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Survival kits: Video gear review of the Kelly Kettle Trekker

150 150 Survival Common Sense Blog | Emergency Preparedness

I was not paid to do this review. At the time of publication, Kelly Kettle is not an advertiser with SurvivalCommonSense.com.

Biomass-fueled outdoor implements are the way to go, IMO, and here is a great way to cook and  boil water quickly, using sticks, twigs and other forest debris.

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by Leon Pantenburg

Weight has become a prime factor in gear selection as I enter my fourth decade of  backpacking (Can I get an “Amen” from the other baby boomers out there?). If  a product is not light, efficient and compact, I won’t carry it.

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 That’s one reason I ordered a Kelly Kettle Trekker. I already own the larger, Base Camp model,which holds 54 ounces of water, and I was very impressed

The Trekker holds 19 ounces of water and can boil it very quickly. (Pantenburg photo)

The Trekker holds 19 ounces of water and can boil it very quickly. (Pantenburg photos)

with the efficiency of it. The kettle design is extremely well thought out and practical: A double-walled metal container, hollow in the middle, fits on a base that allows building a fire. The design creates a chimney effect, which makes for effective fuel use and rapid heating.

According to the parent company, the Kelly Kettle is a 100-year-old design that originated in Ireland. The tradition of using the kettle to boil water at lunchtime goes back to the 1890s on the west coast of Ireland and the design has changed little. The idea was to produce an easy-to-use, compact biomass-fueled vessel for boiling water.

It seemed to me that such a kettle would have a valuable place in my emergency preparedness supplies, as well as being really useful for backpacking. I ordered the Kelly Base Camp Aluminum Kettle, which  holds 54 ounces of water and weighs 2.1 pounds. My reasoning was that a kettle this size, if it worked as advertised, would be ideal for base and hunting camps and could supply several people with hot water quickly during emergency situations. Most importantly, it would never run out of fuel. 

The Trekker holds 19 ounces of water, which is about perfect for backpacking. I also ordered the cooking accessories, including the cooking kit. Here’s what I discovered testing the Trekker:

Boiling time: The Kelly Kettle boils water very quickly, and this can be critical if you need to help warm up a hypothermia victim. If boiling time is a major concern (for example, if you’re on a Search and Rescue team)  then get a Jetboil Sol Titanium Cooking System   IMO, a Jetboil is the most efficient stove setup available  for boiling water rapidly. A couple of my backpacking friends use them, and they can really crank the heat, quickly. But the Achilles heel with a Jetboil is the price, and the fuel. I also think that a Kelly Kettle might give a Jetboil a run for the money in a boiling race. I sense a competition coming up at the next campout…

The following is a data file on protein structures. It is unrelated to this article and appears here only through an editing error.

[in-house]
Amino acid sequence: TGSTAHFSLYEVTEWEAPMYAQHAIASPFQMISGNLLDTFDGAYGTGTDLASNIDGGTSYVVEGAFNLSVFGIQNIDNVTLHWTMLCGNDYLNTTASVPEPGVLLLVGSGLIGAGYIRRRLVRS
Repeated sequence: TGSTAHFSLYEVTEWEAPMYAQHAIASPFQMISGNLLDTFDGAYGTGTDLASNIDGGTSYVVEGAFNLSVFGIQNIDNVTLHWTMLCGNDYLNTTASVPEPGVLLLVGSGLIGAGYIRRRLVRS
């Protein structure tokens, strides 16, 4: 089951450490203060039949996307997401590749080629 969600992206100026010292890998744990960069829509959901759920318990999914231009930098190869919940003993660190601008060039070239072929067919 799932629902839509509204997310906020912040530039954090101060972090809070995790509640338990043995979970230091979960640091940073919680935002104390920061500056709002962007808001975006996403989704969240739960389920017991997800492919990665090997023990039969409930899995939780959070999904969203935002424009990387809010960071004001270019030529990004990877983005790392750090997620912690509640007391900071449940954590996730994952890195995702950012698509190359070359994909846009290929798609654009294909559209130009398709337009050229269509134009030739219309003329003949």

Fuel: With most backpacking stoves, if you run out of fuel, you don’t have a working stove. As long as there are twigs, sticks, grass or some sort of biomass, a Kelly Kettle will function.

Cook kit: Another well-thought-out add-on accessory. The pot holder fits on top of any Kelly Kettle, and it uses the heat from the chimney to cook. You can start water to boiling and cook at the same time. There is also a small grill that allows using the pot directly on the base. Once your water is boiling, the chimney can be removed and you can use the coals. (Here’s a simple charcoal grill.)

Efficiency:The Trekker doesn’t use much fuel at all, and it burns very cleanly. It takes a handful of twigs to boil 19 ounces of water.  Using a Kelly Kettle reduces your carbon

Here is a  Trekker completely disassembled. With no moving parts to break or get jammed, the Kelly Kettle is extremely reliable.

Here is a Trekker completely disassembled. With no moving parts to break or get jammed, the Kelly Kettle is extremely reliable.

footprint.

Lightweight and compact: The whole Trekker setup, including pot holder and pans weighs a little over a pound. With any other non-biomass stove, you’ll  have to figure in fuel weight as part of your load. If you use canisters, you’ll have to pack out the empties.

No moving parts: My beloved Svea 123 backpacking stove went all over the country with me, and rests somewhere in the bottom of the Mississippi River below New Orleans. I had bonded with that stove, knew all its eccentricities and used it all the way down the big river on my end-to-end canoe trip. But the Svea didn’t  work very well at high altitudes, and for three days on the John Muir Trail, it didn’t function at all. My Kelly Kettle has no parts to break, and sand, dirt and grit have no impact on it.

I like this Trekker. I will be using mine a lot!

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2 comments
  • Abbas Eftekhari

    Hi Dear I saw your product (Kettle) in site. it’s wonderful. How I have it in Iran.? I think this product can have good chance for sell in my country.
    Thank you very much
    Abbas

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